WELL, THAT HAPPENED: #FeedTheArch, Part Deux

By on September 20, 2016

A town square webcam viewer from Norway has a new obsession with Jackson Hole.

For Marielle A. Lien, from Norway, watching the town square webcam is like viewing “a portal into another dimension.” (Photo: Marielle Lien)

For Marielle A. Lien, from Norway, watching the town square webcam is like viewing ‘a portal into another dimension.’ (Photo: Marielle Lien)

JACKSON HOLE, WY – Marielle A. Lien, a 31-year-old married mother of two from Norway, can’t seem to tear herself away from spying on Jackson Hole via the live town square webcam. Initially, she was turned onto the live stream by YouTube celebrity, Tyler Oakley, who blogged some images of the infamous “Arch.” By the time this column goes to press, Lien will have been watching the webcam consistently for nearly two weeks.

“For me as a European, it’s like a portal into another dimension,” she told me via Twitter. “Everything feels mysterious—The Arch, the amount of red cars, the flashing red lights at night…”

“The Arch,” the southeastern antler elk arch on the square, acts as the centerpiece to the webcam, and is treated by viewers as a deity of the intersection, demanding sacrifices and worship. It can only be satisfied by passing through its opening or dabbing for it (it’s a trend; look it up). Depending on who’s writing the rules, sometimes The Arch is pleased by the appearance of red trucks, sometimes it offers up red trucks, and sometimes it just sits there like a boring half-donut made of antlers. The joy lies in the fact that the viewer gets to decide what’s interesting and what’s worth pointing out in the running chat next to the live stream.

“I literally can’t stop,” she said. “When I get up, I check in to see if something’s going on, and before I go to sleep, and randomly during the day is when I mostly tune in.”

Webcam devotees are on the constant lookout for red trucks, school buses, Alamo car rental transports, fancy cars, Subarus, Arch worshipers, and the increasing number of Jackson locals who now perform for the camera.

The chat room has also developed its own sense of community. Lien mentioned there’s a good group of 20 to 50 people who she recognizes as return visitors, all eager to join in and find beauty in the mundane. While the rest of Jackson carries on, sometimes oblivious to the reality that surrounds them, there’s a massive group of strangers who look upon our lives with wonder and excitement. There’s a lesson in that.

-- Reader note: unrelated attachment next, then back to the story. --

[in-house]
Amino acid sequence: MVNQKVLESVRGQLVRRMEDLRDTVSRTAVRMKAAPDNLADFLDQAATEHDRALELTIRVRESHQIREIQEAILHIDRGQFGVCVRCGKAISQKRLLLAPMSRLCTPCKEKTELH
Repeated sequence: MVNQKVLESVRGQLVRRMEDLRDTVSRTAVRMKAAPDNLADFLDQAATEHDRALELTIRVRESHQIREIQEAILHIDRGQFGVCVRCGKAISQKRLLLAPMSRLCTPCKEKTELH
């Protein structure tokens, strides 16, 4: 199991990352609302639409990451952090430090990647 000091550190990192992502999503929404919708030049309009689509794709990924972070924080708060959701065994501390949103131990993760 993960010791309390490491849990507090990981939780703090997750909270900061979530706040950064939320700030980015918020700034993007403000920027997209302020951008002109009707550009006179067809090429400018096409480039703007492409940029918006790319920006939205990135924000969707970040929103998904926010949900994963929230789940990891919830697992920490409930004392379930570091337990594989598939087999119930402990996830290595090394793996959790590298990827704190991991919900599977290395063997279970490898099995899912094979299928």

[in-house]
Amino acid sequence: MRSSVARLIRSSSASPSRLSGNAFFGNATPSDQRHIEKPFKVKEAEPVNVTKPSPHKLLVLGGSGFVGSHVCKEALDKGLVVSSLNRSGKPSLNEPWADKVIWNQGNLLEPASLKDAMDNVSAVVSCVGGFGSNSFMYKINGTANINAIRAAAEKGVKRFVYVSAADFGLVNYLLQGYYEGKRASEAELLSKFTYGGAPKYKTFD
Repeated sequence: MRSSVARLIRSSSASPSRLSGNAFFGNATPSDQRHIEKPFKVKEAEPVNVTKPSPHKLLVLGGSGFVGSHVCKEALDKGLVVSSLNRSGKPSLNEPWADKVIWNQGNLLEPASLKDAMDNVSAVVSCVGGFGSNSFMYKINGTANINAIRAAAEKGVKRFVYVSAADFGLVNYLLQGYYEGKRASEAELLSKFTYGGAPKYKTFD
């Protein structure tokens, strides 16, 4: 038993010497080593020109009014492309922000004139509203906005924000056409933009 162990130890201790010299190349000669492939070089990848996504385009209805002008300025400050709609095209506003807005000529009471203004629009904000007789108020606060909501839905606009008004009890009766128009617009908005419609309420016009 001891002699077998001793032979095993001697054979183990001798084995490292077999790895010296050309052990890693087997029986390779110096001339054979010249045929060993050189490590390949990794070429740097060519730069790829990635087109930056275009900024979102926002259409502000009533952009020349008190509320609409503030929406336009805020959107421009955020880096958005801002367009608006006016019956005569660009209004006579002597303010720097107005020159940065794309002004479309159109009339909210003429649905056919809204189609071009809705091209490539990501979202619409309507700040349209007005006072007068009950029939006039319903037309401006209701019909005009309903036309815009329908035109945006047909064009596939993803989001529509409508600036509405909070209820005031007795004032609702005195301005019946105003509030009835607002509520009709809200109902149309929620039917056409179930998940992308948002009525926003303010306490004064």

Last week, I decided to act out in front of the camera again, this time on my own. I put on an orange hat so I could be discerned from other passersby, and went into the chat to hype up my appearance. Many didn’t believe me—apparently others have said they’ll appear and failed—but I promised I would deliver. In the pouring rain, I went out to the Broadway crosswalk and dabbed. I then ran across Cache and dabbed into The Arch, sacrificing myself to its mighty majesty.

The act was so well received by the webcam community, that a recording of my performance showed up on YouTube as “Orange Hat Man (Andrew) Dabs and Feeds the Arch.” As of press time, the video somehow has 561 views.

Lien was watching the webcam during the performance, which is how we became acquainted. I offered up my Twitter handle in the chat to connect with some of my new “fans,” and now each time I enter the chat and say something there’s at least one person who recognizes me and says hello.

Inspired by the madness, Lien wrote a story on WattPad titled “The Arch,” which expanded on the godly desires of The Arch, and the terrible things that might happen if it was not worshiped. Orange Hat Man and a few other webcam celebrities make appearances in the story.

“It’s just a joke-story, obviously, that I wrote mostly for my own amusement,” she admitted. “But I guess I just wanted a thing that said, ‘I was a part of this weird thing and it inspired me’… I really wanted to do something with that creative burst.”

Lien has now added Jackson Hole to her list of places to visit, and has written a journal entry with bits of her research about the valley, including everything from the American Indian tribes, the ski areas and the 2017 solar eclipse.

“[It] has been a hard year for a lot of people,” she said, “and [the webcam] is like a very bright piece of innocent fun, so let’s just roll with it. It’ll most likely pass soon.”

We shall see. PJH

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